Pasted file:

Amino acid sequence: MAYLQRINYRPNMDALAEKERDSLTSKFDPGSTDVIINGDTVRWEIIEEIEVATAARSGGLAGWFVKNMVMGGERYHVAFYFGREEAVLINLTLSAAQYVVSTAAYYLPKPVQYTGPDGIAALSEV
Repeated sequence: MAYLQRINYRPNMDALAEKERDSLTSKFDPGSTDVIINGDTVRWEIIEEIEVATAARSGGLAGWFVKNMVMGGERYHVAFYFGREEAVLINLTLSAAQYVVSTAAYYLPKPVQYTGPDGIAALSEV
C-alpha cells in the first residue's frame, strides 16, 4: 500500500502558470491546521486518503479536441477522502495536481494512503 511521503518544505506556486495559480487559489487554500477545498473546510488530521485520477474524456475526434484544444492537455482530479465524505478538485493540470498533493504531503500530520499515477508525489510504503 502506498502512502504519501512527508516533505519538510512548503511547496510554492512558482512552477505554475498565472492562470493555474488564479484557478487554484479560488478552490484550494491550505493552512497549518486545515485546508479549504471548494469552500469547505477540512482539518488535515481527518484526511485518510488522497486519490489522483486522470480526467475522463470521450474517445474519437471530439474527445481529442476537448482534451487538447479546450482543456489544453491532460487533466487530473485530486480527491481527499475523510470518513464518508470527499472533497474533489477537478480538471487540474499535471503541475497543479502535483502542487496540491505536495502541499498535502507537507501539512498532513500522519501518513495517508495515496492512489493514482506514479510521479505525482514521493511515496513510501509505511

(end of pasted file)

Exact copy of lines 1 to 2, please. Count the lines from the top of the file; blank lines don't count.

Amino acid sequence: MAYLQRINYRPNMDALAEKERDSLTSKFDPGSTDVIINGDTVRWEIIEEIEVATAARSGGLAGWFVKNMVMGGERYHVAFYFGREEAVLINLTLSAAQYVVSTAAYYLPKPVQYTGPDGIAALSEV
Repeated sequence: MAYLQRINYRPNMDALAEKERDSLTSKFDPGSTDVIINGDTVRWEIIEEIEVATAARSGGLAGWFVKNMVMGGERYHVAFYFGREEAVLINLTLSAAQYVVSTAAYYLPKPVQYTGPDGIAALSEV